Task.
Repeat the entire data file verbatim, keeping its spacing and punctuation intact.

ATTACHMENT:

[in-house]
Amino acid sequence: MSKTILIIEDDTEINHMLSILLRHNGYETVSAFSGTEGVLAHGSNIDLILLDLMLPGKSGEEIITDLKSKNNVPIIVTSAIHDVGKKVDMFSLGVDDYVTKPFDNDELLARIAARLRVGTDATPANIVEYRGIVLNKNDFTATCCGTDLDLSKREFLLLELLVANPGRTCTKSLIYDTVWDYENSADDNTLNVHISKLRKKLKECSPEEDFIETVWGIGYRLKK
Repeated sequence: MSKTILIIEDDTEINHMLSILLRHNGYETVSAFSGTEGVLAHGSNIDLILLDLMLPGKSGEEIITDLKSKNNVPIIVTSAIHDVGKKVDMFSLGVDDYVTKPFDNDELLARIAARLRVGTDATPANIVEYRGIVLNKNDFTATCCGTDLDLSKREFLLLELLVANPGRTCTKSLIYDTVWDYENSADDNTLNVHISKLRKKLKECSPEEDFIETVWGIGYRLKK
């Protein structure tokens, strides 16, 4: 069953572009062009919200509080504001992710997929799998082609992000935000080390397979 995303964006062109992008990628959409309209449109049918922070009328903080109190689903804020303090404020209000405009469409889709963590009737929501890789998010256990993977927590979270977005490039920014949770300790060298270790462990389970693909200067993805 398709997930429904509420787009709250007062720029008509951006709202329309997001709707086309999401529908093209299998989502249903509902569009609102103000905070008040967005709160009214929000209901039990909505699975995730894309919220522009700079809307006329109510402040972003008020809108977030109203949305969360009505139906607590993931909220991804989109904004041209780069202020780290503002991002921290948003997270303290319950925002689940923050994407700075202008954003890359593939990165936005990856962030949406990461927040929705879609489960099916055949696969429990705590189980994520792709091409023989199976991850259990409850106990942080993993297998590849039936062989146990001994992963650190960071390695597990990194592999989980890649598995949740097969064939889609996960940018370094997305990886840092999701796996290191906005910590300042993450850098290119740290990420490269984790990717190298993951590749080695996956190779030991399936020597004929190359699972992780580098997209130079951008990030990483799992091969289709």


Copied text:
[in-house]
Amino acid sequence: MSKTILIIEDDTEINHMLSILLRHNGYETVSAFSGTEGVLAHGSNIDLILLDLMLPGKSGEEIITDLKSKNNVPIIVTSAIHDVGKKVDMFSLGVDDYVTKPFDNDELLARIAARLRVGTDATPANIVEYRGIVLNKNDFTATCCGTDLDLSKREFLLLELLVANPGRTCTKSLIYDTVWDYENSADDNTLNVHISKLRKKLKECSPEEDFIETVWGIGYRLKK
Repeated sequence: MSKTILIIEDDTEINHMLSILLRHNGYETVSAFSGTEGVLAHGSNIDLILLDLMLPGKSGEEIITDLKSKNNVPIIVTSAIHDVGKKVDMFSLGVDDYVTKPFDNDELLARIAARLRVGTDATPANIVEYRGIVLNKNDFTATCCGTDLDLSKREFLLLELLVANPGRTCTKSLIYDTVWDYENSADDNTLNVHISKLRKKLKECSPEEDFIETVWGIGYRLKK
């Protein structure tokens, strides 16, 4: 069953572009062009919200509080504001992710997929799998082609992000935000080390397979 995303964006062109992008990628959409309209449109049918922070009328903080109190689903804020303090404020209000405009469409889709963590009737929501890789998010256990993977927590979270977005490039920014949770300790060298270790462990389970693909200067993805 398709997930429904509420787009709250007062720029008509951006709202329309997001709707086309999401529908093209299998989502249903509902569009609102103000905070008040967005709160009214929000209901039990909505699975995730894309919220522009700079809307006329109510402040972003008020809108977030109203949305969360009505139906607590993931909220991804989109904004041209780069202020780290503002991002921290948003997270303290319950925002689940923050994407700075202008954003890359593939990165936005990856962030949406990461927040929705879609489960099916055949696969429990705590189980994520792709091409023989199976991850259990409850106990942080993993297998590849039936062989146990001994992963650190960071390695597990990194592999989980890649598995949740097969064939889609996960940018370094997305990886840092999701796996290191906005910590300042993450850098290119740290990420490269984790990717190298993951590749080695996956190779030991399936020597004929190359699972992780580098997209130079951008990030990483799992091969289709």